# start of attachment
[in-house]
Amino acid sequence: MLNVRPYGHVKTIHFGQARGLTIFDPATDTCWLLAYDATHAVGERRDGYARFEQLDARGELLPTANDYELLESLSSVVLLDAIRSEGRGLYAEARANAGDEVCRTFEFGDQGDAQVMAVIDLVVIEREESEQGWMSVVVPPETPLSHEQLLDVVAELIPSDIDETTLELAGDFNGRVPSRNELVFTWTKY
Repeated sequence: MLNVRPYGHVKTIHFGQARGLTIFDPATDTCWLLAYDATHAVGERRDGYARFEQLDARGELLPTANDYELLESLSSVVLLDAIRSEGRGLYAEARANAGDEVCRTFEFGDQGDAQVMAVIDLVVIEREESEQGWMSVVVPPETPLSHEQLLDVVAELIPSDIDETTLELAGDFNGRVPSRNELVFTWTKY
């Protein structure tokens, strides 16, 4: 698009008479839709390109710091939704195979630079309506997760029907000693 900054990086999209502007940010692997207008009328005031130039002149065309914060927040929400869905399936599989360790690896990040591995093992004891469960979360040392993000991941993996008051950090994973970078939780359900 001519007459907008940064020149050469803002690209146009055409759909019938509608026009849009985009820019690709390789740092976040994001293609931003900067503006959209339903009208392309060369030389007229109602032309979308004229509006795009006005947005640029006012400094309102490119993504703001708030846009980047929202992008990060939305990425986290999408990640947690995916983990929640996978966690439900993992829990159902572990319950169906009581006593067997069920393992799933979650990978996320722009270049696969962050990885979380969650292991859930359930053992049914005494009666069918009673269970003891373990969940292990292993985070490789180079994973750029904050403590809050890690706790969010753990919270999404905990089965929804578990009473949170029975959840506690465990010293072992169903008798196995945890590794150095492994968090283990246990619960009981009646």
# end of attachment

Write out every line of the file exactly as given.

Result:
[in-house]
Amino acid sequence: MLNVRPYGHVKTIHFGQARGLTIFDPATDTCWLLAYDATHAVGERRDGYARFEQLDARGELLPTANDYELLESLSSVVLLDAIRSEGRGLYAEARANAGDEVCRTFEFGDQGDAQVMAVIDLVVIEREESEQGWMSVVVPPETPLSHEQLLDVVAELIPSDIDETTLELAGDFNGRVPSRNELVFTWTKY
Repeated sequence: MLNVRPYGHVKTIHFGQARGLTIFDPATDTCWLLAYDATHAVGERRDGYARFEQLDARGELLPTANDYELLESLSSVVLLDAIRSEGRGLYAEARANAGDEVCRTFEFGDQGDAQVMAVIDLVVIEREESEQGWMSVVVPPETPLSHEQLLDVVAELIPSDIDETTLELAGDFNGRVPSRNELVFTWTKY
């Protein structure tokens, strides 16, 4: 698009008479839709390109710091939704195979630079309506997760029907000693 900054990086999209502007940010692997207008009328005031130039002149065309914060927040929400869905399936599989360790690896990040591995093992004891469960979360040392993000991941993996008051950090994973970078939780359900 001519007459907008940064020149050469803002690209146009055409759909019938509608026009849009985009820019690709390789740092976040994001293609931003900067503006959209339903009208392309060369030389007229109602032309979308004229509006795009006005947005640029006012400094309102490119993504703001708030846009980047929202992008990060939305990425986290999408990640947690995916983990929640996978966690439900993992829990159902572990319950169906009581006593067997069920393992799933979650990978996320722009270049696969962050990885979380969650292991859930359930053992049914005494009666069918009673269970003891373990969940292990292993985070490789180079994973750029904050403590809050890690706790969010753990919270999404905990089965929804578990009473949170029975959840506690465990010293072992169903008798196995945890590794150095492994968090283990246990619960009981009646």